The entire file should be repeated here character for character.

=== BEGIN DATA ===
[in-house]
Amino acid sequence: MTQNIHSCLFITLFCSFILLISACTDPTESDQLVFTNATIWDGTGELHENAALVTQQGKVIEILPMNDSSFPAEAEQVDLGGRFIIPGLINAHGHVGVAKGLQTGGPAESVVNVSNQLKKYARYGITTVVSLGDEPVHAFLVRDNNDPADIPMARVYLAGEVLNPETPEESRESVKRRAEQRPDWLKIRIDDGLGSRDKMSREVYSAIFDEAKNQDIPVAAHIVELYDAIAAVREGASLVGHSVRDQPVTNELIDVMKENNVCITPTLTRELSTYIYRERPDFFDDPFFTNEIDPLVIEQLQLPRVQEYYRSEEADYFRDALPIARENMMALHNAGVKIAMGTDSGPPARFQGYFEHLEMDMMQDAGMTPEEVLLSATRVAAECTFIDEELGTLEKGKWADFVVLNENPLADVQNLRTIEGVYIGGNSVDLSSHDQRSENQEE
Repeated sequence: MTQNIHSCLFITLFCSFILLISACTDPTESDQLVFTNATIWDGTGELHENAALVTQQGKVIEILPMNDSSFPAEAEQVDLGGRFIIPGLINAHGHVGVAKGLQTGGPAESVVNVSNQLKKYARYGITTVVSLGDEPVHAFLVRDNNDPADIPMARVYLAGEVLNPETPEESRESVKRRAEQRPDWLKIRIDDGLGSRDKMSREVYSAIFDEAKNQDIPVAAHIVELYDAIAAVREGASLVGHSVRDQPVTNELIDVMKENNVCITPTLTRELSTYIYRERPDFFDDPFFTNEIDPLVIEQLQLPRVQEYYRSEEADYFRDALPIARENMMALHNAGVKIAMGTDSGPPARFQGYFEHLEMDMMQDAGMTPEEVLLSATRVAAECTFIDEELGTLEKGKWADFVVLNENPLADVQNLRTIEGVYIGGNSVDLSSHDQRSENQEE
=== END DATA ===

[in-house]
Amino acid sequence: MTQNIHSCLFITLFCSFILLISACTDPTESDQLVFTNATIWDGTGELHENAALVTQQGKVIEILPMNDSSFPAEAEQVDLGGRFIIPGLINAHGHVGVAKGLQTGGPAESVVNVSNQLKKYARYGITTVVSLGDEPVHAFLVRDNNDPADIPMARVYLAGEVLNPETPEESRESVKRRAEQRPDWLKIRIDDGLGSRDKMSREVYSAIFDEAKNQDIPVAAHIVELYDAIAAVREGASLVGHSVRDQPVTNELIDVMKENNVCITPTLTRELSTYIYRERPDFFDDPFFTNEIDPLVIEQLQLPRVQEYYRSEEADYFRDALPIARENMMALHNAGVKIAMGTDSGPPARFQGYFEHLEMDMMQDAGMTPEEVLLSATRVAAECTFIDEELGTLEKGKWADFVVLNENPLADVQNLRTIEGVYIGGNSVDLSSHDQRSENQEE
Repeated sequence: MTQNIHSCLFITLFCSFILLISACTDPTESDQLVFTNATIWDGTGELHENAALVTQQGKVIEILPMNDSSFPAEAEQVDLGGRFIIPGLINAHGHVGVAKGLQTGGPAESVVNVSNQLKKYARYGITTVVSLGDEPVHAFLVRDNNDPADIPMARVYLAGEVLNPETPEESRESVKRRAEQRPDWLKIRIDDGLGSRDKMSREVYSAIFDEAKNQDIPVAAHIVELYDAIAAVREGASLVGHSVRDQPVTNELIDVMKENNVCITPTLTRELSTYIYRERPDFFDDPFFTNEIDPLVIEQLQLPRVQEYYRSEEADYFRDALPIARENMMALHNAGVKIAMGTDSGPPARFQGYFEHLEMDMMQDAGMTPEEVLLSATRVAAECTFIDEELGTLEKGKWADFVVLNENPLADVQNLRTIEGVYIGGNSVDLSSHDQRSENQEE